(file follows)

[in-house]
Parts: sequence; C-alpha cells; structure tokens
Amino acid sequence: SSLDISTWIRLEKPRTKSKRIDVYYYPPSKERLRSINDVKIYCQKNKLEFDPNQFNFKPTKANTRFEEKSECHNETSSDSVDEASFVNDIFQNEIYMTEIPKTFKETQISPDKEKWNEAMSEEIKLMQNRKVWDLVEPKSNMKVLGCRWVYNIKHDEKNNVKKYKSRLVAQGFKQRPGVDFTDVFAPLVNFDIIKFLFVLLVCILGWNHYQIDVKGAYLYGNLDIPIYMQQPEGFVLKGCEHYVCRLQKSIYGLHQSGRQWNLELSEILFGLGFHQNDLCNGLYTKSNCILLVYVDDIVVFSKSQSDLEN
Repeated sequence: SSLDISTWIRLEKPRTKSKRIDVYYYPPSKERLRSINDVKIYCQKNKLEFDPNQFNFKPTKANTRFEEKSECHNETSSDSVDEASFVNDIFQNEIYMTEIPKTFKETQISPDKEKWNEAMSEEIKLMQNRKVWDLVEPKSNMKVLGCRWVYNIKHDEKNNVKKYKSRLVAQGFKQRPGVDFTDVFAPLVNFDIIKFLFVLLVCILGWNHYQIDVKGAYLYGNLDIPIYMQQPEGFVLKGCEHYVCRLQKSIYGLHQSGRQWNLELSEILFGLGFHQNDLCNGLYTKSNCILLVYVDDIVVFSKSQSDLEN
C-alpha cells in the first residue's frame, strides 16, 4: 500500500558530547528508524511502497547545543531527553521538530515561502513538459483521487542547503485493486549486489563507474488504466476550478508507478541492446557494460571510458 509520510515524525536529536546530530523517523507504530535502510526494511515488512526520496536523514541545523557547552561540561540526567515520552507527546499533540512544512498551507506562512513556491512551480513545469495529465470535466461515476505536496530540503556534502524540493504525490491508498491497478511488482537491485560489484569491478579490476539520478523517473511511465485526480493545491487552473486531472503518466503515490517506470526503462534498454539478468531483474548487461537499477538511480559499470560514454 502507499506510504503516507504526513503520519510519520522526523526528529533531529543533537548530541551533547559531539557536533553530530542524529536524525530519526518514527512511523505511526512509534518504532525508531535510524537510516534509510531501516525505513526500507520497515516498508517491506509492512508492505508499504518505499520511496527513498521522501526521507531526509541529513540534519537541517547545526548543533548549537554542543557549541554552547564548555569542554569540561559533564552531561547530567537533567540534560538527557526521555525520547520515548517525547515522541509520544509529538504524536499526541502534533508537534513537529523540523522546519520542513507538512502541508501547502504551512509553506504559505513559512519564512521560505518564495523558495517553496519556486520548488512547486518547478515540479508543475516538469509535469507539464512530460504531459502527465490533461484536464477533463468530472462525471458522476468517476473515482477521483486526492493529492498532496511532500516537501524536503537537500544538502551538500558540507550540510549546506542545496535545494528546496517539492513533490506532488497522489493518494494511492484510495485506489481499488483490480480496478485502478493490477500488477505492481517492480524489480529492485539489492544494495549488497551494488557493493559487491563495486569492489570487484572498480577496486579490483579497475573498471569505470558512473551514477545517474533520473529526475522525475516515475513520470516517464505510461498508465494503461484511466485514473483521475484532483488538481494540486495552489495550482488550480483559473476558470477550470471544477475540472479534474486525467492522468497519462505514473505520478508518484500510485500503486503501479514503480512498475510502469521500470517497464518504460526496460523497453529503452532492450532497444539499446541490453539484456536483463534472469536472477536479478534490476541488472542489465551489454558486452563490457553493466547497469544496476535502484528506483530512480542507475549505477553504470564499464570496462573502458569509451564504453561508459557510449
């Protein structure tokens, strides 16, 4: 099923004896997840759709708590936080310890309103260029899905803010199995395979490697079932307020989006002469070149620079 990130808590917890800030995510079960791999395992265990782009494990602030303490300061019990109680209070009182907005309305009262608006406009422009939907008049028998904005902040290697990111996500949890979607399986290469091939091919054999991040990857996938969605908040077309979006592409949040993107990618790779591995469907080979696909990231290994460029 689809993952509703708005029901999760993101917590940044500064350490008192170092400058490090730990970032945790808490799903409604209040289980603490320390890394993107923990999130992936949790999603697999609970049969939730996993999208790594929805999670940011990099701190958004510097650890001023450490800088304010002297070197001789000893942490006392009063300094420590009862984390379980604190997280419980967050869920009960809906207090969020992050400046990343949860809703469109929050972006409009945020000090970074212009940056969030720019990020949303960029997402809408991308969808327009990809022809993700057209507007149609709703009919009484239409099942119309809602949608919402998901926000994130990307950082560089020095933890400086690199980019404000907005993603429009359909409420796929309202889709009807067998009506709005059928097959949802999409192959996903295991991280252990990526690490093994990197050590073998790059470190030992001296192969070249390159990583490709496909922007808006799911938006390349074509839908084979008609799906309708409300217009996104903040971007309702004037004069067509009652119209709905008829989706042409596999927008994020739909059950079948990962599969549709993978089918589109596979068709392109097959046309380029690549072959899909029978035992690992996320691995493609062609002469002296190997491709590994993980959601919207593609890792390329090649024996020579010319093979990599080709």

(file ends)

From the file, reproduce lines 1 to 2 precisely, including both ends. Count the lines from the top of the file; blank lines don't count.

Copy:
[in-house]
Parts: sequence; C-alpha cells; structure tokens